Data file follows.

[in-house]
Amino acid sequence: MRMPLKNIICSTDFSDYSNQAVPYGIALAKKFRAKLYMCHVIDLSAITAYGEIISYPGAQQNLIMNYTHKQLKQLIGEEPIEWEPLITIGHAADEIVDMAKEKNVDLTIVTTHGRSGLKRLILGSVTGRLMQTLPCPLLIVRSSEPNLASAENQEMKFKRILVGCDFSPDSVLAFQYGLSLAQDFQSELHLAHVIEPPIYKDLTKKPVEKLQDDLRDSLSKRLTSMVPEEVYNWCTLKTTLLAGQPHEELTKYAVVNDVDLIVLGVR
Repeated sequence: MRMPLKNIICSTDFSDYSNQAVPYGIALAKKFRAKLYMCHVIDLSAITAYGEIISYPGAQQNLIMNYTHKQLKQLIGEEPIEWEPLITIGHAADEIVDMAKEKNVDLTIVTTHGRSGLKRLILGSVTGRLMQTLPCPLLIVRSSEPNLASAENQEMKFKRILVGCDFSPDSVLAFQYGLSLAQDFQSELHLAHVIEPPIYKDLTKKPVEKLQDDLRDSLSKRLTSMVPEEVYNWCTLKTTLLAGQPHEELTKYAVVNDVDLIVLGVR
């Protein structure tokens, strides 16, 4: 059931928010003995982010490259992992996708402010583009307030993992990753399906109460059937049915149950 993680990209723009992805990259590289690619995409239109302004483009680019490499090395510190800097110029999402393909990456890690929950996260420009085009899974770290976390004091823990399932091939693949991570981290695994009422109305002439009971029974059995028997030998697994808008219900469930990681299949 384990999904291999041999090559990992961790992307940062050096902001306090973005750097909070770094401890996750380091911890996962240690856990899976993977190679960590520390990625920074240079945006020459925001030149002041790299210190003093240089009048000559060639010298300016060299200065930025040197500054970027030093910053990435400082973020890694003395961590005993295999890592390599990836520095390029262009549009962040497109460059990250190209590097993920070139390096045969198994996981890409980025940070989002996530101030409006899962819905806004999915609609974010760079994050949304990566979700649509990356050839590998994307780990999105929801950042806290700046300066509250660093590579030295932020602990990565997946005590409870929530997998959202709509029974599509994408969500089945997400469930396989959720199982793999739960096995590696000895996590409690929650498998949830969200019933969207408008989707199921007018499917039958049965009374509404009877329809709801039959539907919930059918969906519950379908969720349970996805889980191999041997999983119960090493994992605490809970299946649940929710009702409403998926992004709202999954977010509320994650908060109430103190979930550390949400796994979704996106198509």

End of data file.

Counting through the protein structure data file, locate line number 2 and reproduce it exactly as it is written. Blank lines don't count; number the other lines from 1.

Amino acid sequence: MRMPLKNIICSTDFSDYSNQAVPYGIALAKKFRAKLYMCHVIDLSAITAYGEIISYPGAQQNLIMNYTHKQLKQLIGEEPIEWEPLITIGHAADEIVDMAKEKNVDLTIVTTHGRSGLKRLILGSVTGRLMQTLPCPLLIVRSSEPNLASAENQEMKFKRILVGCDFSPDSVLAFQYGLSLAQDFQSELHLAHVIEPPIYKDLTKKPVEKLQDDLRDSLSKRLTSMVPEEVYNWCTLKTTLLAGQPHEELTKYAVVNDVDLIVLGVR